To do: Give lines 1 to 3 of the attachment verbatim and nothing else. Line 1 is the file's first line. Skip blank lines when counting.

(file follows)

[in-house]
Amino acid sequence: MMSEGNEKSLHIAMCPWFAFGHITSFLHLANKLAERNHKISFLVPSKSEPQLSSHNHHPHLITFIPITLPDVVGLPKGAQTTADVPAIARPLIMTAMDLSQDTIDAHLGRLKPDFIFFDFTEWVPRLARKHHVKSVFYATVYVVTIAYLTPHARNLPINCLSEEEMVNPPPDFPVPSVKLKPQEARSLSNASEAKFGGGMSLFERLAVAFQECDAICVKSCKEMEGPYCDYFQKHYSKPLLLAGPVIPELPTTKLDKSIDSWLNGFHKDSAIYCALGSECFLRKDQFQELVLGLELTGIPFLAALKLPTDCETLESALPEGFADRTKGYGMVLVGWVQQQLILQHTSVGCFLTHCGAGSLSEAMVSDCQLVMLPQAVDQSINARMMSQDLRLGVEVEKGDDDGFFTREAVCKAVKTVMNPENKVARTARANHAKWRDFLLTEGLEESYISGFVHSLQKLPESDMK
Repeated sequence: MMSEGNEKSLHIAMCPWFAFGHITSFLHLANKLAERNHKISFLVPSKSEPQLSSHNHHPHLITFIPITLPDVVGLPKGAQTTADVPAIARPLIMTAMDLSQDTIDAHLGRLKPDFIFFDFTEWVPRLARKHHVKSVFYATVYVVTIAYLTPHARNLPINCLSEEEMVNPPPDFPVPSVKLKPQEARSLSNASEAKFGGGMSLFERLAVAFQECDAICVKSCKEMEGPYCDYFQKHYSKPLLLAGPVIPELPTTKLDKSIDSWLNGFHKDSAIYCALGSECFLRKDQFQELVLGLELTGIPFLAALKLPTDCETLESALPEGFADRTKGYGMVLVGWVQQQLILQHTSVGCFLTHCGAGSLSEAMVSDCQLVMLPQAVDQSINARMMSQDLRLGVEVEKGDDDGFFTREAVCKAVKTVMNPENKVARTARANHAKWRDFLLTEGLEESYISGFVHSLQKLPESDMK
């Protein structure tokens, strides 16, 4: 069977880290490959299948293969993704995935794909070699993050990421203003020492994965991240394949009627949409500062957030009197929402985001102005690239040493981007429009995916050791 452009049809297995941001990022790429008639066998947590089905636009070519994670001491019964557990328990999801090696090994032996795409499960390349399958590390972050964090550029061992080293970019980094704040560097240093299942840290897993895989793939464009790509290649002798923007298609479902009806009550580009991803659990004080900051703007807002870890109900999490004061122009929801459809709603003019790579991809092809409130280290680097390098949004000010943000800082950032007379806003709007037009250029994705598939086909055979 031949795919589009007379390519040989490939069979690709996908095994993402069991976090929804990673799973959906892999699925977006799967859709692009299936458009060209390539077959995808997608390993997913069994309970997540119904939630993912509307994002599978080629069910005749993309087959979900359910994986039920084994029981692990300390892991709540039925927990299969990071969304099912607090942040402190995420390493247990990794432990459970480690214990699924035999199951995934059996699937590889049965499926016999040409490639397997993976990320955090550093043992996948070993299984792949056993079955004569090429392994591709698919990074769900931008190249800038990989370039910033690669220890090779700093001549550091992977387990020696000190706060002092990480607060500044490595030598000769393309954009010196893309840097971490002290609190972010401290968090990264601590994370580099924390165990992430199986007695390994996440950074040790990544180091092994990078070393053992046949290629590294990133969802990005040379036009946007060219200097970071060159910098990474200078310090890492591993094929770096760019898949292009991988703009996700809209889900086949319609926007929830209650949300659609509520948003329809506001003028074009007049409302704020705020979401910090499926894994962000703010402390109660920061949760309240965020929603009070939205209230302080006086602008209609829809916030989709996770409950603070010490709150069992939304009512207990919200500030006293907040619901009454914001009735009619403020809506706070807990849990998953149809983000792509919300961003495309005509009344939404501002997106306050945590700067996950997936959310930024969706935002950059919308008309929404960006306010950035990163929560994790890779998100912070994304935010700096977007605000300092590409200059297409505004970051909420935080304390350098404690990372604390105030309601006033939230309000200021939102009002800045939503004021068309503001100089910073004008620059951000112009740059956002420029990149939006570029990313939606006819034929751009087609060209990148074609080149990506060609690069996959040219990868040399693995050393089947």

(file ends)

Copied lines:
[in-house]
Amino acid sequence: MMSEGNEKSLHIAMCPWFAFGHITSFLHLANKLAERNHKISFLVPSKSEPQLSSHNHHPHLITFIPITLPDVVGLPKGAQTTADVPAIARPLIMTAMDLSQDTIDAHLGRLKPDFIFFDFTEWVPRLARKHHVKSVFYATVYVVTIAYLTPHARNLPINCLSEEEMVNPPPDFPVPSVKLKPQEARSLSNASEAKFGGGMSLFERLAVAFQECDAICVKSCKEMEGPYCDYFQKHYSKPLLLAGPVIPELPTTKLDKSIDSWLNGFHKDSAIYCALGSECFLRKDQFQELVLGLELTGIPFLAALKLPTDCETLESALPEGFADRTKGYGMVLVGWVQQQLILQHTSVGCFLTHCGAGSLSEAMVSDCQLVMLPQAVDQSINARMMSQDLRLGVEVEKGDDDGFFTREAVCKAVKTVMNPENKVARTARANHAKWRDFLLTEGLEESYISGFVHSLQKLPESDMK
Repeated sequence: MMSEGNEKSLHIAMCPWFAFGHITSFLHLANKLAERNHKISFLVPSKSEPQLSSHNHHPHLITFIPITLPDVVGLPKGAQTTADVPAIARPLIMTAMDLSQDTIDAHLGRLKPDFIFFDFTEWVPRLARKHHVKSVFYATVYVVTIAYLTPHARNLPINCLSEEEMVNPPPDFPVPSVKLKPQEARSLSNASEAKFGGGMSLFERLAVAFQECDAICVKSCKEMEGPYCDYFQKHYSKPLLLAGPVIPELPTTKLDKSIDSWLNGFHKDSAIYCALGSECFLRKDQFQELVLGLELTGIPFLAALKLPTDCETLESALPEGFADRTKGYGMVLVGWVQQQLILQHTSVGCFLTHCGAGSLSEAMVSDCQLVMLPQAVDQSINARMMSQDLRLGVEVEKGDDDGFFTREAVCKAVKTVMNPENKVARTARANHAKWRDFLLTEGLEESYISGFVHSLQKLPESDMK